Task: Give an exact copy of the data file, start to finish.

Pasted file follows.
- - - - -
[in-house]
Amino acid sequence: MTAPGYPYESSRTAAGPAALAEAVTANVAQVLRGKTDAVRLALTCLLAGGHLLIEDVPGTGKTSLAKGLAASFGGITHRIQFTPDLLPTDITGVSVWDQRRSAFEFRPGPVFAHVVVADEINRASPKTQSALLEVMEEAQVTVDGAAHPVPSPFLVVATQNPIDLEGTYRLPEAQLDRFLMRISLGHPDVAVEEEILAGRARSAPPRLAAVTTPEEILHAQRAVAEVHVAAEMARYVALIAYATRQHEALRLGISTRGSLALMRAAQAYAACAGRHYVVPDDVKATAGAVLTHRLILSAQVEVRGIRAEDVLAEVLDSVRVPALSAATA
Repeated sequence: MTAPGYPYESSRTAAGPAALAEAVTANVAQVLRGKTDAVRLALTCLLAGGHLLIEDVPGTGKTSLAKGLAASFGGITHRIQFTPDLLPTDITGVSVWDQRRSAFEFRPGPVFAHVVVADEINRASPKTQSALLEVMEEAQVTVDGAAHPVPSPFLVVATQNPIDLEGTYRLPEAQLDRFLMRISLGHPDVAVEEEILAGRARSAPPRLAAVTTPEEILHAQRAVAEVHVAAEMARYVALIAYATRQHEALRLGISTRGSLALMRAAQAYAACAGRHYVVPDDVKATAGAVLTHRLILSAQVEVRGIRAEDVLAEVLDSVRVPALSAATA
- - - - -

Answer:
[in-house]
Amino acid sequence: MTAPGYPYESSRTAAGPAALAEAVTANVAQVLRGKTDAVRLALTCLLAGGHLLIEDVPGTGKTSLAKGLAASFGGITHRIQFTPDLLPTDITGVSVWDQRRSAFEFRPGPVFAHVVVADEINRASPKTQSALLEVMEEAQVTVDGAAHPVPSPFLVVATQNPIDLEGTYRLPEAQLDRFLMRISLGHPDVAVEEEILAGRARSAPPRLAAVTTPEEILHAQRAVAEVHVAAEMARYVALIAYATRQHEALRLGISTRGSLALMRAAQAYAACAGRHYVVPDDVKATAGAVLTHRLILSAQVEVRGIRAEDVLAEVLDSVRVPALSAATA
Repeated sequence: MTAPGYPYESSRTAAGPAALAEAVTANVAQVLRGKTDAVRLALTCLLAGGHLLIEDVPGTGKTSLAKGLAASFGGITHRIQFTPDLLPTDITGVSVWDQRRSAFEFRPGPVFAHVVVADEINRASPKTQSALLEVMEEAQVTVDGAAHPVPSPFLVVATQNPIDLEGTYRLPEAQLDRFLMRISLGHPDVAVEEEILAGRARSAPPRLAAVTTPEEILHAQRAVAEVHVAAEMARYVALIAYATRQHEALRLGISTRGSLALMRAAQAYAACAGRHYVVPDDVKATAGAVLTHRLILSAQVEVRGIRAEDVLAEVLDSVRVPALSAATA